Many in the business assume delta-8 is protected by the 2018 Farm Bill. The reality however, is that delta-8 sits in a grey area and it’s legality is dependent on an interpretation of specific wording in the bill.
Recently Nevada activated Senate Bill 49, which clearly identifies delta-8 as a regulated THC and prohibits ‘synthetic cannabinoids’ from being produced, sold, or offered for sale within the state.
Connecticut recently legalized adult-use cannabis, but the regulations that became effective starting July 1st also moved delta-8 from a legal substance to one that can only be sold through dispensaries.
New York recently updated hemp regulations effectively banning delta-8 production.
Oregon is in the process of reclassifying delta-8 products as ‘Adult Use Cannabinoid Items.’ Currently this new classification means they can still be sold at the same outlets they were before, but with the stipulation that they must be kept away from minors.
Effective 10/15/2021, a Texas judge has ruled that delta-8 is a Schedule I drug and illegal. Expect companies effected to offer legal challenges, but it appears the judge’s ruling will be upheld and the state’s Health Department website has been updated to reflect it. The new wording describe’s “Delta-8 in any concentration” is illegal.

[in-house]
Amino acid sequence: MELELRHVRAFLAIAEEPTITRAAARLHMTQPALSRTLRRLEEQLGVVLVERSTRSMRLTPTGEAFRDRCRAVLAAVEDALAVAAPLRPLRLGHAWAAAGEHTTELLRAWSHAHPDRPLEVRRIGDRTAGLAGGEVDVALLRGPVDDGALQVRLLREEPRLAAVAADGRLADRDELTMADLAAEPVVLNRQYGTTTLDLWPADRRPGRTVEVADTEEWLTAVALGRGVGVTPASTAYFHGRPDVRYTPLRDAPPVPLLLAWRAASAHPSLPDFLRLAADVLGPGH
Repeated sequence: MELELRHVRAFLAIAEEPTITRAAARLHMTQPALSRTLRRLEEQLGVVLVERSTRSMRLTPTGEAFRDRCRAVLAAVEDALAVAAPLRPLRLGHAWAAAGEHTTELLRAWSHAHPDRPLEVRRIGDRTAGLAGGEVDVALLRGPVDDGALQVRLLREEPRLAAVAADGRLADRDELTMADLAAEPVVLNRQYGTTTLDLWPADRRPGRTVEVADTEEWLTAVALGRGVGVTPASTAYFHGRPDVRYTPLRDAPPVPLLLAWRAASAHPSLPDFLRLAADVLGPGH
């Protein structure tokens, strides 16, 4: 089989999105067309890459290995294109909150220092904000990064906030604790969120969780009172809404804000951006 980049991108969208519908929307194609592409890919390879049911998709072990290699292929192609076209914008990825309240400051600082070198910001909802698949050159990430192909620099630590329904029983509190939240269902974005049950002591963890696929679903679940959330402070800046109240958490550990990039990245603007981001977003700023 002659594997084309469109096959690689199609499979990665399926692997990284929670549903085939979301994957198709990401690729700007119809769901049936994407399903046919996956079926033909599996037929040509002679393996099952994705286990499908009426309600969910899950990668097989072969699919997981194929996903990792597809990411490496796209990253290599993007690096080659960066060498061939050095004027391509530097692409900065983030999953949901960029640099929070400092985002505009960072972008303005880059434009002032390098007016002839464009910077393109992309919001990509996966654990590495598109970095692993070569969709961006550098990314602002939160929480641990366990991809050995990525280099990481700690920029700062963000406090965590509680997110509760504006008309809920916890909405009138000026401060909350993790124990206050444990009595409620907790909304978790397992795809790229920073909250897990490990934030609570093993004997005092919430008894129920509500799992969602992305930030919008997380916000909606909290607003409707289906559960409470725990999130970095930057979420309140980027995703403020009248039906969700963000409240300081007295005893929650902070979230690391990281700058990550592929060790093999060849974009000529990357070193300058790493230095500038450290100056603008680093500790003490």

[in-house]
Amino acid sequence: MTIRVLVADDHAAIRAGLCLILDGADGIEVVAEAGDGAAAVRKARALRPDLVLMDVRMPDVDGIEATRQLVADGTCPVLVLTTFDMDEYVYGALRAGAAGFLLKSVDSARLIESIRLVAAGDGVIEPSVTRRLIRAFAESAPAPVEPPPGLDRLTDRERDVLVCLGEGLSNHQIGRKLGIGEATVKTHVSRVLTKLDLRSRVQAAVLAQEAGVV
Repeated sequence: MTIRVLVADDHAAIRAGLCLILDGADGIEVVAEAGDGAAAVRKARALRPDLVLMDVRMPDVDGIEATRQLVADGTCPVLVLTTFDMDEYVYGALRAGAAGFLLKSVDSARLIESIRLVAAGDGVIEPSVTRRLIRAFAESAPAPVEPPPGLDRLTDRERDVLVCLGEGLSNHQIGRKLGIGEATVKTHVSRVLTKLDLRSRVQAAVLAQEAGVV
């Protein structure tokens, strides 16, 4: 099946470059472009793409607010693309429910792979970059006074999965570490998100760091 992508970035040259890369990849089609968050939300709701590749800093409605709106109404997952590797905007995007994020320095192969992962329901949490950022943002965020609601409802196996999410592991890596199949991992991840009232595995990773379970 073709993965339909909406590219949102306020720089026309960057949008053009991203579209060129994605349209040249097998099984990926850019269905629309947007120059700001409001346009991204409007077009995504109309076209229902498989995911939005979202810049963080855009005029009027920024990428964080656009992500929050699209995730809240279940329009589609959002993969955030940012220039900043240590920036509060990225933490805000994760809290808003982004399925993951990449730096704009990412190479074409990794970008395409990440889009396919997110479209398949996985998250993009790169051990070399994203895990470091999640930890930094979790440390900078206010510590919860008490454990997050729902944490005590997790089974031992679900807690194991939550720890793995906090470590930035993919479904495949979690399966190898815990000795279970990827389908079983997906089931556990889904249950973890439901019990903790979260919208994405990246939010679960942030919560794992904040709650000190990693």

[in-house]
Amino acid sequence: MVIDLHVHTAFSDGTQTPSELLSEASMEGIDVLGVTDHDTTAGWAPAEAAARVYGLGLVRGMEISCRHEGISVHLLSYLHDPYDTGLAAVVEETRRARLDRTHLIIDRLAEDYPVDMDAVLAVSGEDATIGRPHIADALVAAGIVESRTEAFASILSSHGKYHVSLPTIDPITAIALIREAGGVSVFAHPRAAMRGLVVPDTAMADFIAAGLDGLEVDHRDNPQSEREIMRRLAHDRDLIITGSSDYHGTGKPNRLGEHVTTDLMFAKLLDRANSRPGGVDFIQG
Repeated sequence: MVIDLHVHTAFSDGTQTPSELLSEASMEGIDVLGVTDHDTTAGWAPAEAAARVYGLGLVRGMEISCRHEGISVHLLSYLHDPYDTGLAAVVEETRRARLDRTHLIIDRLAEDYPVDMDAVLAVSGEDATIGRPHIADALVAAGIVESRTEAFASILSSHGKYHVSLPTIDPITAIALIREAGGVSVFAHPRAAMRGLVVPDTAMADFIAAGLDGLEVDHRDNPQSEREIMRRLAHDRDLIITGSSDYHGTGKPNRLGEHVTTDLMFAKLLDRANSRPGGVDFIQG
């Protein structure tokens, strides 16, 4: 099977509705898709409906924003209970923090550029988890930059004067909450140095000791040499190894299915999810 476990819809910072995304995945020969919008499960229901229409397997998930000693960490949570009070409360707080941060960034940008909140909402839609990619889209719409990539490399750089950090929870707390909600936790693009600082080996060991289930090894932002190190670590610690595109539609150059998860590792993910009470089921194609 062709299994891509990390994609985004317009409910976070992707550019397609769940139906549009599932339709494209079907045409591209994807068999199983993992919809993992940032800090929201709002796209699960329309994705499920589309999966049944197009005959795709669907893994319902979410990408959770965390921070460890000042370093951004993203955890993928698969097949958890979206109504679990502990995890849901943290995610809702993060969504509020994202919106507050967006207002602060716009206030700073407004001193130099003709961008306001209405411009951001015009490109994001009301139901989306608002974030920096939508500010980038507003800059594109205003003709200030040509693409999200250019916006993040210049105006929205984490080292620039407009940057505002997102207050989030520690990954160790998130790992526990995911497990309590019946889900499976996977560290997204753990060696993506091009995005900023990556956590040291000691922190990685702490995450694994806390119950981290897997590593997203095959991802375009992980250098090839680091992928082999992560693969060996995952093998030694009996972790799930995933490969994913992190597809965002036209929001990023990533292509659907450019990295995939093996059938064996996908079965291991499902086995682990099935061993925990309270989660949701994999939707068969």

The bottom line is, things are changing quickly. Be aware of regulation changes that may be coming to your area and how they will affect your marketplace.
THC-O is made from hemp-derived delta-8 by adding acetic anhydride, creating a powerful THC acetate. THC-O will get you high. It is reportedly three to four times stronger than traditional delta-9 THC.
Delta-10 is another form of THC found in trace amounts in cannabis and hemp. It’s much harder to process than traditional CBD and delta-8. Delta-10 is less potent than traditional delta-9 THC and more on-par with delta-8. It is less of a sedative experience and more energizing.
Are They Legal?
They’re commonly produced from CBD, which is a product derived from hemp, and thus many believe it falls under Farm Bill protection. However, many states have moved to ban or enclose these cannabinoid compounds within existing THC regulations. While some states have banned them, others have restricted where they can be sold.
THC-O is processed from delta-8, so restrictions that affect delta-8 will carry over to THC-O. Delta-10 follows in the footsteps of delta-8 and is generally encompassed in the same laws.